The young woman from Yale asked me if I would moderate a panel.
“I’d be honored to,” I said, “but I don’t do panels.”
It’s a relief to have enough silver hairs, 25 years down this professional path to have the chutzpah to tell an Ivy League invitation what you will do and what you definitely will not. My colleague in this case is young enough to be my daughter, so I feel safe to say that I’ve got a bit of experience to share.
“I'm looking at your objectives here,” I say having just studied the documents she’s sent me in advance about her intentions for the meeting, “And one of them is building strong connections among the participants. You can’t do that with a panel. Talking heads are boring. I promise you by 8 PM post a glass of wine, people will be sound asleep.”
“OK” Carol says with her lilting British accent and constitutional good cheer, “It’s good we need to be pushed out of our Yale business school button-up comfort zone. And it’s on the West coast anyway, far enough from New Haven to be safe. What do you propose?”
“First off, let’s not begin with the speakers. We’ll begin with a check in in small groups of four. Do the chairs move? We’ll need them in a circle. I’ll open with a question like, ‘What brings you here and what do you want to learn tonight?’ The assumption is that the wisdom is in the room. No doubt people are coming with lots to learn, but also tons of experience in impact investing, women’s leadership, social responsible business, etc. They’re coming in part looking for their tribe of like-minded souls and here they’ll find it. So we want to cultivate that since we’re building a movement.”
I continue to share details with Carol of how the night will unfold. There will be sharing of stories, feedback, give and take, drawing, creation of shared visuals, new relationships born.
“OK, I’m game,” she says. “We need some shaking up and I like the idea of building a movement. After all the evening’s called, ‘Women at the forefront of social change.’ That’s a lot of changing and none of us can do it alone.”
Four weeks later we arrive at Google’s San Francisco downtown office. After passing through three layers of security worthy of DC intelligence agencies where I’ve worked in the past, we ascend to the 11th floor. I ask for a coffee – uncharacteristic for me, but I’m still bleary eyed from jet lag and need a little boost.
"Right this way,” says Cliff our long lean guide, circa 30. We approach a full Starbucks quality coffee bar complete with multi-pierced barista.
"Oh I didn’t bring any money.”
"That’s OK,” Cliff tells me, “No money needed at Google.”
Coffee in hand we approach the room where Women will be at the forefront of Social Change. My heart sinks as I see a podium at the front of a rectangular shaped room, with several long tight rows of chairs. I’m guessing your heart is not moved by this moment, but I know rows are the kiss of death for community building. So I do the most important intervention I’ll do for the night.
“OK gang,” I say to the four young women from Yale who are here to host, “It’s time to move chairs.”
Moving the furniture. It’s a habit. I almost always begin a program by moving the furniture.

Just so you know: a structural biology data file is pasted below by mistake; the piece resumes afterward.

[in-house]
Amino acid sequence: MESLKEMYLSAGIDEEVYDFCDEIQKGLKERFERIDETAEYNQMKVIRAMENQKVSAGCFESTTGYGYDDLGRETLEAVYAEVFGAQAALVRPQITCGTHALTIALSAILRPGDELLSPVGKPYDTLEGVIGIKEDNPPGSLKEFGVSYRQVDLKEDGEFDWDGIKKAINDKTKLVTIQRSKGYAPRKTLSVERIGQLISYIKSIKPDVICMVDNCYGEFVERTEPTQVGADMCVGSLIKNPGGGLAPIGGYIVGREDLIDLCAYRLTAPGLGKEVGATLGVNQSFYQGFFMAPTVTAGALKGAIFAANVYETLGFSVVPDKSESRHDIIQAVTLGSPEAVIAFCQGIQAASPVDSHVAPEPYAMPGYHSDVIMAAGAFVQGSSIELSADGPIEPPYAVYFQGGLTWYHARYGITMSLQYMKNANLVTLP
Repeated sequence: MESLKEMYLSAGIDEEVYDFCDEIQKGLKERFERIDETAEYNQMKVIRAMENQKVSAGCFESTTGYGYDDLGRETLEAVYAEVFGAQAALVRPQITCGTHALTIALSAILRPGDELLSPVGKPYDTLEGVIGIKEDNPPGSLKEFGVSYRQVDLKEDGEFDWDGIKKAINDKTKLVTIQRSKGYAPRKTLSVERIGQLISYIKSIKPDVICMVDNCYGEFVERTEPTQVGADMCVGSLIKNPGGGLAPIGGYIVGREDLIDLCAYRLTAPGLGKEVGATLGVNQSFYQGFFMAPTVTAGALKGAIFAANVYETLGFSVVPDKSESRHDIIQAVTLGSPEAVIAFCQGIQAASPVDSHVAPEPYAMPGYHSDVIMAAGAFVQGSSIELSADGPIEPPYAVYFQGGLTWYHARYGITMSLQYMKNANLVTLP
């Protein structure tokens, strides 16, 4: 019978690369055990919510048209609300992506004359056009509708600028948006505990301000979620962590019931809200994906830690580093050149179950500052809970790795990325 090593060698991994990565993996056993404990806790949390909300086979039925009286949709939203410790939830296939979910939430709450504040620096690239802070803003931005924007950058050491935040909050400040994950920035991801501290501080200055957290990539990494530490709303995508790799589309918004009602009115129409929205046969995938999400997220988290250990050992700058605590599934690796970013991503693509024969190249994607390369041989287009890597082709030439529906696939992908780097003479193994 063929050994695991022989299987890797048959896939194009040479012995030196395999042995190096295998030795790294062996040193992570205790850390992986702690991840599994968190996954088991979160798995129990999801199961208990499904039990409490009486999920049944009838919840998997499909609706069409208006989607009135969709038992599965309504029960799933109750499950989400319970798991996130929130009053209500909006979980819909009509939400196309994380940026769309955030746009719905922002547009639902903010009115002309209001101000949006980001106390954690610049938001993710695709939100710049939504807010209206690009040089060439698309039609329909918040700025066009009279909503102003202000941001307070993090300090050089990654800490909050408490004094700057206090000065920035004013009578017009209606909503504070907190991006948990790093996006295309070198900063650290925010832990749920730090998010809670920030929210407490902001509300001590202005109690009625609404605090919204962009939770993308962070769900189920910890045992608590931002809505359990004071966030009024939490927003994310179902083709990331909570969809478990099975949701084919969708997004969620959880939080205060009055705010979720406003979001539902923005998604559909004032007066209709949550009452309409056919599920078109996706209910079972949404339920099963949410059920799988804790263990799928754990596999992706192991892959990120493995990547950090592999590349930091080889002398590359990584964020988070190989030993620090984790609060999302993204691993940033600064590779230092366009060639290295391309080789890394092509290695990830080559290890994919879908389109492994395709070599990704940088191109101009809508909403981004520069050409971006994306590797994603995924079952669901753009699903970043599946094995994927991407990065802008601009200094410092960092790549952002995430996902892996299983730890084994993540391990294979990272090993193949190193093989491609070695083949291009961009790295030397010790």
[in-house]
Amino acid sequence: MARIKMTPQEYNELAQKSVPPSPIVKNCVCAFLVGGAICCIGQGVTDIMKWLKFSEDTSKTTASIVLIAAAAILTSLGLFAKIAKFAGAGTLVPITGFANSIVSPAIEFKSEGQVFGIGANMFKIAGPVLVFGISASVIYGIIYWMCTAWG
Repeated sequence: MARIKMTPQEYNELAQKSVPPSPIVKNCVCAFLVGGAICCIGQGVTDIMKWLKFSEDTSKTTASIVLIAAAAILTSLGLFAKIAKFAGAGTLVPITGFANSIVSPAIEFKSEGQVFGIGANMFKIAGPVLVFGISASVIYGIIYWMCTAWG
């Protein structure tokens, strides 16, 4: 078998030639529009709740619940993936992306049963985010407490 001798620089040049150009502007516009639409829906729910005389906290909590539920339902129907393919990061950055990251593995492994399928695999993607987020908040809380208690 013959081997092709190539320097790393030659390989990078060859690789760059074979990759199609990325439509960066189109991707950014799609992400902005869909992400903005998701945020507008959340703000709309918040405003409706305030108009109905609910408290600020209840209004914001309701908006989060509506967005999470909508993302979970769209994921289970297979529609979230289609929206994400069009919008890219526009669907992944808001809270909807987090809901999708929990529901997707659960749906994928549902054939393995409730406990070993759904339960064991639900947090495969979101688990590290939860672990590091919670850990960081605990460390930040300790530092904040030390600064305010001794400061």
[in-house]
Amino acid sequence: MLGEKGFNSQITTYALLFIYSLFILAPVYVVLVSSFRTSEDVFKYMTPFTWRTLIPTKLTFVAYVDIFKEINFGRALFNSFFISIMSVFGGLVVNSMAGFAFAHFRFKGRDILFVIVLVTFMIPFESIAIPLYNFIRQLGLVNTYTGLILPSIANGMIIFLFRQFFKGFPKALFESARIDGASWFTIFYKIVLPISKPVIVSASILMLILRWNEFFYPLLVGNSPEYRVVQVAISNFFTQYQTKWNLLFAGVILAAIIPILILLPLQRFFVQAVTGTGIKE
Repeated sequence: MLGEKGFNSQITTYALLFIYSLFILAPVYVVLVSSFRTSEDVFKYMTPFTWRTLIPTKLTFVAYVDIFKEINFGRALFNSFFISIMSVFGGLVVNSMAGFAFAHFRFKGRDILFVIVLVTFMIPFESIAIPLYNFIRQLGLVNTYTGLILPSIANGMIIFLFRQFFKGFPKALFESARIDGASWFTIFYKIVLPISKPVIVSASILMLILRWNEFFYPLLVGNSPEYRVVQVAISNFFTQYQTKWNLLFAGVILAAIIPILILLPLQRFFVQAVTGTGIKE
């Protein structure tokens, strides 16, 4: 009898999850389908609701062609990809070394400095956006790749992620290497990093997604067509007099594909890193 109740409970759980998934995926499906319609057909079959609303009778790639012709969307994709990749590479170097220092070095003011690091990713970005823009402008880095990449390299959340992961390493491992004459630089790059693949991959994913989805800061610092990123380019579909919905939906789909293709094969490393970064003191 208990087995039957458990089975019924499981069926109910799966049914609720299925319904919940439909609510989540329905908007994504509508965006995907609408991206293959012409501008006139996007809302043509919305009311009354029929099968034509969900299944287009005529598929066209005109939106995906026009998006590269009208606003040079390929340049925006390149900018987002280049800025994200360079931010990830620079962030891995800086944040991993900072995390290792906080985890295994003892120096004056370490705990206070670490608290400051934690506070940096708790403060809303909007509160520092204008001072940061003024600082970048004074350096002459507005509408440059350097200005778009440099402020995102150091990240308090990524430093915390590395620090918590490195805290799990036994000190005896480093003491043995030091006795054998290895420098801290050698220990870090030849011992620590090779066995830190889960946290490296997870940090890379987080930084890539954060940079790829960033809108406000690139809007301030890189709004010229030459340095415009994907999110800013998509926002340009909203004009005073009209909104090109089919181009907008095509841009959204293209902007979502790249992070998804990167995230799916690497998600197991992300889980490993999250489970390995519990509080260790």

The Yale women are energetic and in about 10 minutes, viola, the room is transformed. Podium gone and chairs in semicircular pods of four, which I know will be conducive to engaged conversation leading to surprising intimacy for strangers. New connections will be made. Ideas will spark ideas. Business cards will be exchanged in genuine desire to grow the connection. Inspiration will be contagious. People will leave feeling renewed and ready to build the movement. Not asleep in their chairs at 8 PM.
And our friends from Yale will be delightfully surprised by how seemingly effortless this was.
How do I know this? The origins of this process for community building are a variation on what’s known as World Café created by Juanita Brown and David Isaacs. Juanita worked for Cesar Chaves in the farm workers union in the 60s and recalls how that movement was sparked by people sitting around the kitchen table with coffee and cake. Intimate conversation was the key to social change. Small groups of people made miracles happen. Juanita brought this approach to corporations (not quite sure how she made the leap from unions to board rooms but that’s for a different story.) Then gave this social technology away so that it is now used all over the world, in every sector. I’ve used Juanita and David’s World Café approach in groups from 15 to 1500. It works.
So it was for the 180 people who showed up for Women at the Forefront of Social Change. There was a palpable buzz in the room. People stayed long into the evening for California Wine, French cheese, grilled veggies.
The next morning at Breakfast, Carol and team reported that it was awesome. Magical.
“Yeah, I heard a bunch of good feedback too.” I said. “I’m really happy it worked.”
Is it fair to say that moving the furniture from lines to circles is a radical act in itself? That that move is indicative of the kinds of things that happen when Women are at the forefront of social change? We value the power of the community over the expertise of any one individual. We value conversation over a so-called expert. We value connection over isolation. We create space to make our values come to fruition.
The evening at Google was to quote the B Corporation movement about, “Business as a force for good.” Or as Dean Cycon of DeansBeans says, “Business as a vehicle for people centered change.” B Corporations have made a commitment to value the planet, community, and workers equally along side profit. To create as they say, “a shared and durable prosperity for all people” and I’d add, all inhabitants of the Earth. Many of us believe women will lead this movement that places caring at the center of our economy. Who else will?
Want to change the world? It’s going to take all of us. Start by moving the furniture.